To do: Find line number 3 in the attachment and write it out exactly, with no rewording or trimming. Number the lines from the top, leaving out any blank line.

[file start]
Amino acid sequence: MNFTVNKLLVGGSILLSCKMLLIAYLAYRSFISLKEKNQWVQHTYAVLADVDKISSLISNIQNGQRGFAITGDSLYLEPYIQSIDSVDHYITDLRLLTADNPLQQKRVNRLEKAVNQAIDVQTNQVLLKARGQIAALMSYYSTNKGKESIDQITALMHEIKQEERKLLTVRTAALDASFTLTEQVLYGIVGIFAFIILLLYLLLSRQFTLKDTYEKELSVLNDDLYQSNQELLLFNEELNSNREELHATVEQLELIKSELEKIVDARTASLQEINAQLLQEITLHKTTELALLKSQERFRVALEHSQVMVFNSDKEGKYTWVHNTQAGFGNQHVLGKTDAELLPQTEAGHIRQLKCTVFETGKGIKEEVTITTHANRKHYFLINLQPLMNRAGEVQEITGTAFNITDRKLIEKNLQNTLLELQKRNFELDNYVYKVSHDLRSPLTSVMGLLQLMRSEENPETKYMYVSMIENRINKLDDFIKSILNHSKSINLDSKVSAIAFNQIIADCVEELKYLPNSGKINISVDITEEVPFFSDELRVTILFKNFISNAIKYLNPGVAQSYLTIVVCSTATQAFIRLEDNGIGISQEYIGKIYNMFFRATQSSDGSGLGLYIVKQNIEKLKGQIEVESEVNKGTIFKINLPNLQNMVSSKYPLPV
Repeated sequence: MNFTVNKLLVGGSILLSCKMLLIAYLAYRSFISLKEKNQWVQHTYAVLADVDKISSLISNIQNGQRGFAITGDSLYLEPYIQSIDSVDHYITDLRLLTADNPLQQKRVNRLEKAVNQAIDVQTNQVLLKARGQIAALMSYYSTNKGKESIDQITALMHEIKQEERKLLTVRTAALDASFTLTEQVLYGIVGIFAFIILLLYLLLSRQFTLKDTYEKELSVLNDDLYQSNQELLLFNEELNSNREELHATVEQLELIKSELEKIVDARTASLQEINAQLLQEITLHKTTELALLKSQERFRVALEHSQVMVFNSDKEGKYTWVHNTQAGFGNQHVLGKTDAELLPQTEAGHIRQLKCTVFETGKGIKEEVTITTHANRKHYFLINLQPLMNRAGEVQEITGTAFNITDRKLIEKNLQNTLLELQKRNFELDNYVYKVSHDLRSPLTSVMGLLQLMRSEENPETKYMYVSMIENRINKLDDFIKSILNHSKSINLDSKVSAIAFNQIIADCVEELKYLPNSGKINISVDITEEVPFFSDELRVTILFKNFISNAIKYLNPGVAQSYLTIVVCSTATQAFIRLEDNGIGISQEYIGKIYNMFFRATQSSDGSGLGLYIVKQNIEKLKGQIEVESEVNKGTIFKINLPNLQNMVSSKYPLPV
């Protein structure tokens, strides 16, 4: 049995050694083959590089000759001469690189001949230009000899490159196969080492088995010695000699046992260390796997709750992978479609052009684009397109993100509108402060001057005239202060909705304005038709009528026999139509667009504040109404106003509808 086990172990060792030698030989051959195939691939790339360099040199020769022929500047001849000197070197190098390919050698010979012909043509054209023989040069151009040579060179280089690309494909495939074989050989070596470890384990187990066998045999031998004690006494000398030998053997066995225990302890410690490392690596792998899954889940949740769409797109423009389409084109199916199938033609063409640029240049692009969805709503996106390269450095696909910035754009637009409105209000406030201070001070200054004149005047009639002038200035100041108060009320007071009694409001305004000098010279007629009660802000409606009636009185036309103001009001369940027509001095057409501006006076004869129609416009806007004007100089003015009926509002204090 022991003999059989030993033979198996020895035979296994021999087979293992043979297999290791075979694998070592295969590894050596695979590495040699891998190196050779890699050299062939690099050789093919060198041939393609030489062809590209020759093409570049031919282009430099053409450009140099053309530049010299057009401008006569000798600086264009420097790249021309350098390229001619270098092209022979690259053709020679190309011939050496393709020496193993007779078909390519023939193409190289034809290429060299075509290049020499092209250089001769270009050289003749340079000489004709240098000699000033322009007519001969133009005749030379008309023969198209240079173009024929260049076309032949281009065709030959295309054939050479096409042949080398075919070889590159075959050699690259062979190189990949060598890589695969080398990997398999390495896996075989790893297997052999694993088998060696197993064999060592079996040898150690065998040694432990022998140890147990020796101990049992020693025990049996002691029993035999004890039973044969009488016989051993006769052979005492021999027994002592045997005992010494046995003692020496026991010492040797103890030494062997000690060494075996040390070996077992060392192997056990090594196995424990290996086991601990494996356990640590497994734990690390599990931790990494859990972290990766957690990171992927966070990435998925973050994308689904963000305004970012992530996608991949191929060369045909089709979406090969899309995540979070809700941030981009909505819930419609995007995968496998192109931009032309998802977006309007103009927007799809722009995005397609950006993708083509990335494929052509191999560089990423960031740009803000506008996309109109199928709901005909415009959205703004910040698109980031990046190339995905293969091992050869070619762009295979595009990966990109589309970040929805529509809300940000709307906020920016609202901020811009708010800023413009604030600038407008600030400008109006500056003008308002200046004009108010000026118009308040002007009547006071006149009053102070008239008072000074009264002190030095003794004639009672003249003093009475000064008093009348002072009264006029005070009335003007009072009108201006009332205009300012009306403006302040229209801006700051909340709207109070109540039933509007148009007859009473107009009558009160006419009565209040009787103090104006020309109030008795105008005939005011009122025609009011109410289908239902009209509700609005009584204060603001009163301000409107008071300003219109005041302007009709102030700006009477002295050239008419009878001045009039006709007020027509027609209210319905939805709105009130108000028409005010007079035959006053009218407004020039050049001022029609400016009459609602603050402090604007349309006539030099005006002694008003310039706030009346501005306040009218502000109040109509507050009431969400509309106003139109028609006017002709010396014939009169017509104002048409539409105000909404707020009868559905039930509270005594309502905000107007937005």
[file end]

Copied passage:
């Protein structure tokens, strides 16, 4: 049995050694083959590089000759001469690189001949230009000899490159196969080492088995010695000699046992260390796997709750992978479609052009684009397109993100509108402060001057005239202060909705304005038709009528026999139509667009504040109404106003509808 086990172990060792030698030989051959195939691939790339360099040199020769022929500047001849000197070197190098390919050698010979012909043509054209023989040069151009040579060179280089690309494909495939074989050989070596470890384990187990066998045999031998004690006494000398030998053997066995225990302890410690490392690596792998899954889940949740769409797109423009389409084109199916199938033609063409640029240049692009969805709503996106390269450095696909910035754009637009409105209000406030201070001070200054004149005047009639002038200035100041108060009320007071009694409001305004000098010279007629009660802000409606009636009185036309103001009001369940027509001095057409501006006076004869129609416009806007004007100089003015009926509002204090 022991003999059989030993033979198996020895035979296994021999087979293992043979297999290791075979694998070592295969590894050596695979590495040699891998190196050779890699050299062939690099050789093919060198041939393609030489062809590209020759093409570049031919282009430099053409450009140099053309530049010299057009401008006569000798600086264009420097790249021309350098390229001619270098092209022979690259053709020679190309011939050496393709020496193993007779078909390519023939193409190289034809290429060299075509290049020499092209250089001769270009050289003749340079000489004709240098000699000033322009007519001969133009005749030379008309023969198209240079173009024929260049076309032949281009065709030959295309054939050479096409042949080398075919070889590159075959050699690259062979190189990949060598890589695969080398990997398999390495896996075989790893297997052999694993088998060696197993064999060592079996040898150690065998040694432990022998140890147990020796101990049992020693025990049996002691029993035999004890039973044969009488016989051993006769052979005492021999027994002592045997005992010494046995003692020496026991010492040797103890030494062997000690060494075996040390070996077992060392192997056990090594196995424990290996086991601990494996356990640590497994734990690390599990931790990494859990972290990766957690990171992927966070990435998925973050994308689904963000305004970012992530996608991949191929060369045909089709979406090969899309995540979070809700941030981009909505819930419609995007995968496998192109931009032309998802977006309007103009927007799809722009995005397609950006993708083509990335494929052509191999560089990423960031740009803000506008996309109109199928709901005909415009959205703004910040698109980031990046190339995905293969091992050869070619762009295979595009990966990109589309970040929805529509809300940000709307906020920016609202901020811009708010800023413009604030600038407008600030400008109006500056003008308002200046004009108010000026118009308040002007009547006071006149009053102070008239008072000074009264002190030095003794004639009672003249003093009475000064008093009348002072009264006029005070009335003007009072009108201006009332205009300012009306403006302040229209801006700051909340709207109070109540039933509007148009007859009473107009009558009160006419009565209040009787103090104006020309109030008795105008005939005011009122025609009011109410289908239902009209509700609005009584204060603001009163301000409107008071300003219109005041302007009709102030700006009477002295050239008419009878001045009039006709007020027509027609209210319905939805709105009130108000028409005010007079035959006053009218407004020039050049001022029609400016009459609602603050402090604007349309006539030099005006002694008003310039706030009346501005306040009218502000109040109509507050009431969400509309106003139109028609006017002709010396014939009169017509104002048409539409105000909404707020009868559905039930509270005594309502905000107007937005």